Rapid responses

EU budget battles

[Re: Cameron should wield the UK veto and block the EU’s bloated budget, yesterday]

Priti Patel is emerging as the rising star of the Conservative party, and this spirited encouragement for David Cameron to stand firm on ridiculous EU budget demands just adds to her support for tax reform earlier this week. I do wonder, however, whether anyone is listening. Cameron last used his veto more as an act of showmanship than statesmanship. He’s shown himself singularly helpless at trimming the UK budget, let alone the EU’s much smaller one. Although Patel’s intervention may help push Cameron in the right direction, we shouldn’t be surprised if he agrees to some sort of compromise as usual.

Malcolm Hancock


Privatised roads

[Re: A radical proposal for privatising the UK’s road network, yesterday]

Richard Wellings makes an interesting case, but his argument for privatising the roads has two major flaws. Firstly, although he highlights the potential cost benefits, what is to stop an owner charging motorists hundreds of pounds for using their service? Some major routes have few alternatives (or at least convenient or speedy ones). Some form of government regulation will crop up. Secondly, privatisation will not remove the impetus for green policies against motorists. Whoever owns the roads, the argument for imposing charges on drivers to mitigate against their impact on the environment will remain.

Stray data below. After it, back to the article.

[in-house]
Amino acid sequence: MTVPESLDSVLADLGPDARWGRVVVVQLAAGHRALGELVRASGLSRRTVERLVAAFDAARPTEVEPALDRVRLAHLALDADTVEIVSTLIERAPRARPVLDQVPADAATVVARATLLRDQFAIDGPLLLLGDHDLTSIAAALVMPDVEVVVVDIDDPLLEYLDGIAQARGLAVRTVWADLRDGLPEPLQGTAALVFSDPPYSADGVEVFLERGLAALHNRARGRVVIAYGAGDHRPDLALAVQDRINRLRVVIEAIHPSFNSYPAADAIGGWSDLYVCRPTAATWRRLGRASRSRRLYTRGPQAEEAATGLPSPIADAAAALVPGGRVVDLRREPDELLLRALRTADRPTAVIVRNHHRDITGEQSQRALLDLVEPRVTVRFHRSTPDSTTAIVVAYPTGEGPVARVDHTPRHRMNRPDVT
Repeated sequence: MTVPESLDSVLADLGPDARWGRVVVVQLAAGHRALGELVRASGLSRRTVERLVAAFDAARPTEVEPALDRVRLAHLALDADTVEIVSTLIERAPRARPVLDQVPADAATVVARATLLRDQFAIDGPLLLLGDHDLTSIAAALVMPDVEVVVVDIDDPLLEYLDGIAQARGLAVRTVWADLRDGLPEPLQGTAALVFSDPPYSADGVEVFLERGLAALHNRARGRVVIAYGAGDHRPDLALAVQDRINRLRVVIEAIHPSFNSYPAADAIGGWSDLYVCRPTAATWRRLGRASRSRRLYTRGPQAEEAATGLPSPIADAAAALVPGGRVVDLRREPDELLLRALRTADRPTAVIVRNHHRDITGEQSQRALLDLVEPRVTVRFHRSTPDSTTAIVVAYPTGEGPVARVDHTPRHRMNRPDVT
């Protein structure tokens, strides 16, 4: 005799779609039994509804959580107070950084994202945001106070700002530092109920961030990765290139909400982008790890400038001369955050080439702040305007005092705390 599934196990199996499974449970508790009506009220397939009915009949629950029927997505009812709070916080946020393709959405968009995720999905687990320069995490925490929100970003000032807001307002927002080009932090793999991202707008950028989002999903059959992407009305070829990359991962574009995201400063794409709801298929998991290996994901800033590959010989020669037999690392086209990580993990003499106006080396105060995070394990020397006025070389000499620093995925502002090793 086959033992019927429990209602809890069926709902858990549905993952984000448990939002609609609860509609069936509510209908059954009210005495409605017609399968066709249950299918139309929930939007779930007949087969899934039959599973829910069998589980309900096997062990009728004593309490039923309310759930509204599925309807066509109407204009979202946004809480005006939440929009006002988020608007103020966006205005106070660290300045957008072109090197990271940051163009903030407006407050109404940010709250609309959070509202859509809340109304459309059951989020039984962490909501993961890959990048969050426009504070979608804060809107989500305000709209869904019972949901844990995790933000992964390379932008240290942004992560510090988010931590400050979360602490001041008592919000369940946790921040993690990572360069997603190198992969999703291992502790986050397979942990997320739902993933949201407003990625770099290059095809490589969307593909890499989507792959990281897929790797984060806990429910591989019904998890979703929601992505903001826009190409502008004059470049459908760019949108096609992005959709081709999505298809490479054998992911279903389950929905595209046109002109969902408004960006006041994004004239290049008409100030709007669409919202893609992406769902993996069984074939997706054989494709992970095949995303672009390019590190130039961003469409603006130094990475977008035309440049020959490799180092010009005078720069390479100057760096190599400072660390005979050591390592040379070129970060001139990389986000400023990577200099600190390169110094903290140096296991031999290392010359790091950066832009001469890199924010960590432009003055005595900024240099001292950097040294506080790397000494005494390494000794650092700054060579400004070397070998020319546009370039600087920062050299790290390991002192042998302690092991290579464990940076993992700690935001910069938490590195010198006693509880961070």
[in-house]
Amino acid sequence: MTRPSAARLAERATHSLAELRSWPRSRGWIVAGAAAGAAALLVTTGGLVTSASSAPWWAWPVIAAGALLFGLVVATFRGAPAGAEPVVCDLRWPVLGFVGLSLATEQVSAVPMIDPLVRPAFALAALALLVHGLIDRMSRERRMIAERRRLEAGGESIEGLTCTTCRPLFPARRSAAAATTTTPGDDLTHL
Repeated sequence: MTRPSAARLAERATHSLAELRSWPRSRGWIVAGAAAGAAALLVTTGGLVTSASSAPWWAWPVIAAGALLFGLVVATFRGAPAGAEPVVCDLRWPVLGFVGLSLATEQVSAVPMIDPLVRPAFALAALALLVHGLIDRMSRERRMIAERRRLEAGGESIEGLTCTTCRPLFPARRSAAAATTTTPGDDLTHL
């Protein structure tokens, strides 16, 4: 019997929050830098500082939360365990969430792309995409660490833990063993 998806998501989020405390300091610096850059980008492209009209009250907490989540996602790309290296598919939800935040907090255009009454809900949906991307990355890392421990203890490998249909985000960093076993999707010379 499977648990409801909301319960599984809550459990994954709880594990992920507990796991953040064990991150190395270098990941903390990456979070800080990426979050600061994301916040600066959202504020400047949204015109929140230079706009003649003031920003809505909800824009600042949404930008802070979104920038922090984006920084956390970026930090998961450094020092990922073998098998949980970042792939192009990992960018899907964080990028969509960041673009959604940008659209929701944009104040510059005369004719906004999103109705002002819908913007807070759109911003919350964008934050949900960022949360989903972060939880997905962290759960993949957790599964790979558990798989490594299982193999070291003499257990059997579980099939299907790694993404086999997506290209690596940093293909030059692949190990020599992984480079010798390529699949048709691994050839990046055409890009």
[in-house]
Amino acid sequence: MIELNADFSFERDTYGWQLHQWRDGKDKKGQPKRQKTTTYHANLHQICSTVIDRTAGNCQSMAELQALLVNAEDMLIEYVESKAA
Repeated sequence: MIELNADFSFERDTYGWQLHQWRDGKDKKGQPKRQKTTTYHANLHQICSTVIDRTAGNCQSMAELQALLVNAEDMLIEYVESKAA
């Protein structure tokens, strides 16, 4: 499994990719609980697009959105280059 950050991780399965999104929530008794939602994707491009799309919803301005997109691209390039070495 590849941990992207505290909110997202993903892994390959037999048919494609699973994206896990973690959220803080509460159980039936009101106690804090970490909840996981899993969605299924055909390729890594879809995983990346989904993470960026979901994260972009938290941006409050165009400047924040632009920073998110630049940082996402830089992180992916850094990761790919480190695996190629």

Rupert Brown



Japanese firms announced the purchase of a UK nuclear power plant and the Branston Pickle brand. A strange shopping list.

It’s excellent news that Hitachi is taking over the Horizon nuclear plant. We’re putting together a sustainable energy strategy.

Whoever handles Hurricane Sandy best will surely have an advantage in next week’s presidential election.

It’s encouraging to see the US unite to deal with Sandy, but a shame that next week’s election will divide the country again.